The United States: The Use and Determination of Foreign Law in Civil Litigation in the United States

  • Peter HayEmail author
Part of the Ius Comparatum - Global Studies in Comparative Law book series (GSCL, volume 26)


In the United States, federal and state courts do not consider the possible applicability of foreign law ex officio: unless a party raises the applicability of foreign law and proves its content, forum law applies. This article details the statutory and case law as well as the evolution to a solution that retains the initial burden on the parties but provides for cooperation between court and parties for the determination of the content of the foreign law and makes the court’s decision thereon appealable. Tables contain references to the law of each of the states of the United States.

Private International Law (“Conflicts Law”) is mainly the law of the individual states in the United States; there is no uniform rule or approach as to when foreign law applies. When foreign law is applicable, the determination of its content is a question of procedure, governed by each state’s procedural law and by a Federal Rule of Civil Procedure when the case is pending in a federal court. State procedural rules differ and even the uniform federal rule has received different interpretations in the Federal Circuits. The common-law heritage and structure of American law explain two aspects shared by all procedural rules for the determination of the content of foreign law: the court does not make the determination ex officio; instead, the parties must raise the issue that foreign law may be applicable and then assist the court in determining its content. Furthermore, the adversarial character of American litigation requires notice to the opponent, an opportunity for the opponent to rebut, and perhaps even a limitation on the court to appoint experts or masters. This article discusses the scope and application of the Federal Rule and the divergent approaches in state courts, as well as current attempts in some states to adopt legislation limiting or proscribing recourse to foreign law. An appendix provides references to all state statutes and to principal state decisions.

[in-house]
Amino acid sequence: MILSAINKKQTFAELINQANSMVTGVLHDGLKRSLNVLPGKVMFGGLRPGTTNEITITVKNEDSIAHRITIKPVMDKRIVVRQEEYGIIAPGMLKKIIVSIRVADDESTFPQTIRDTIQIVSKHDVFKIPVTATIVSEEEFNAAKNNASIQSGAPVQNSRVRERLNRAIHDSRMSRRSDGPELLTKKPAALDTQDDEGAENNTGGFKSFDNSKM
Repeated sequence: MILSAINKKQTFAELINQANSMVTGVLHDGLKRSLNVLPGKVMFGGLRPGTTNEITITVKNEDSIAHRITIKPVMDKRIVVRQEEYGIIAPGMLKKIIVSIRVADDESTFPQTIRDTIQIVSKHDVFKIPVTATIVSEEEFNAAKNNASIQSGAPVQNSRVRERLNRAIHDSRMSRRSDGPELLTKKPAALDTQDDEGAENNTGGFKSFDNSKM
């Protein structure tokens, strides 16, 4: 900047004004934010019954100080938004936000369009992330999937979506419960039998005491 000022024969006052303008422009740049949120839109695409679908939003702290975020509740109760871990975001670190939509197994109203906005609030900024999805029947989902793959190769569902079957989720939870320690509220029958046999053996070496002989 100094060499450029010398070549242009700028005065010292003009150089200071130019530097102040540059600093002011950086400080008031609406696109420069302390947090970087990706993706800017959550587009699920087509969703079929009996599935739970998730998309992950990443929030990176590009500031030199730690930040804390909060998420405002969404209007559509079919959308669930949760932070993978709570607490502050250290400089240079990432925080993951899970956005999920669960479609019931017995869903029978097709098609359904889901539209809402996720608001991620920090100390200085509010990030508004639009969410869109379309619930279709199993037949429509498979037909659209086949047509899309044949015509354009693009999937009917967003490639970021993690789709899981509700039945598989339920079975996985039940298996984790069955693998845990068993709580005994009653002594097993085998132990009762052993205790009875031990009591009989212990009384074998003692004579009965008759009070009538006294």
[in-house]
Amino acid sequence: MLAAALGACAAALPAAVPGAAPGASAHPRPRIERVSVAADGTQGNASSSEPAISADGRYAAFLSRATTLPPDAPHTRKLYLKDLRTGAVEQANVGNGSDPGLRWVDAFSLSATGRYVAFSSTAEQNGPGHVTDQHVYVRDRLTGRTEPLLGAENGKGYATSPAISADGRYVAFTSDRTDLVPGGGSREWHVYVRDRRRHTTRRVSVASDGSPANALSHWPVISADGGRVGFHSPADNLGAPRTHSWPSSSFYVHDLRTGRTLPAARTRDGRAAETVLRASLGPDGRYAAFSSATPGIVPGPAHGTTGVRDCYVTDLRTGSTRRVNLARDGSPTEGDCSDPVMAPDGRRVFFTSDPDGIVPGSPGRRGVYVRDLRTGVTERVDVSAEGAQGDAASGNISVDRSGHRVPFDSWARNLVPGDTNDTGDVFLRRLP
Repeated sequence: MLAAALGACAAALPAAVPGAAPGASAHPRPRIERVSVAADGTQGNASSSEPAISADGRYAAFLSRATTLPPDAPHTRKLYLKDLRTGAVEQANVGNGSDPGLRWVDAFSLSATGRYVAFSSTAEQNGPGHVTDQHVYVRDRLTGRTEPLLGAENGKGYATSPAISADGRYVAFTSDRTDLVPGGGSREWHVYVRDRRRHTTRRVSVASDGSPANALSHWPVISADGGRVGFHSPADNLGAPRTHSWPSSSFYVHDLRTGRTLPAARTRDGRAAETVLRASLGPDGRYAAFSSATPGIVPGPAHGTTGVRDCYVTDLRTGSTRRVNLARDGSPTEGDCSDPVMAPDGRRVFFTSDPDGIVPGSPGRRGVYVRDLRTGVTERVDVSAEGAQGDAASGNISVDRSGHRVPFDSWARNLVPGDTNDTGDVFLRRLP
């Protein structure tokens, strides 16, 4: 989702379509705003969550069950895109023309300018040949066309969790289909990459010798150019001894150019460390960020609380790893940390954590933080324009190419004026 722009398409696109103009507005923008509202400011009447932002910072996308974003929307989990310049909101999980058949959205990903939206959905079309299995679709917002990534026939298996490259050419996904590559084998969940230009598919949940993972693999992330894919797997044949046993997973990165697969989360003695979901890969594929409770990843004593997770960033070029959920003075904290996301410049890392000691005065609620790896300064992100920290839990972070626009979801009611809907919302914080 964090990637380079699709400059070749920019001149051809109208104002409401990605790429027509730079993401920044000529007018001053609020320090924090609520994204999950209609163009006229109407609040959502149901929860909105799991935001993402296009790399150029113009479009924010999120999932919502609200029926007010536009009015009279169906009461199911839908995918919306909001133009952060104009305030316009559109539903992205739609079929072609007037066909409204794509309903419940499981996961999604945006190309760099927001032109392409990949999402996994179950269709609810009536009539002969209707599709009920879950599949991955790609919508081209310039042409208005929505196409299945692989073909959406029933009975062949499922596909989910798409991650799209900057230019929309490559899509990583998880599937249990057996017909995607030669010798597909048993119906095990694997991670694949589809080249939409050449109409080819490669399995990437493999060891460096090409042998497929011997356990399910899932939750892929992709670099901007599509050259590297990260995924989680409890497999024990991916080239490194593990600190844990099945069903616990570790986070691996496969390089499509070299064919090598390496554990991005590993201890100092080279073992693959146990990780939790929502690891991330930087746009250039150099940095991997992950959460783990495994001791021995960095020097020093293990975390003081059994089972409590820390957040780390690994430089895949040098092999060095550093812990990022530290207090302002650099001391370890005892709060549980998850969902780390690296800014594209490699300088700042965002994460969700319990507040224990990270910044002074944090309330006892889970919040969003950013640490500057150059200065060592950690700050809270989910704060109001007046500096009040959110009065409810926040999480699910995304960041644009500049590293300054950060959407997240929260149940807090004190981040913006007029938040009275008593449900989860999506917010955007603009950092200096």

Civil Litigation Federal Rules Civil Procedure Supra Note Judicial Notice 
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Copyright information

© Springer International Publishing AG 2017

Authors and Affiliations

  1. 1.Emory University School of LawAtlantaUSA

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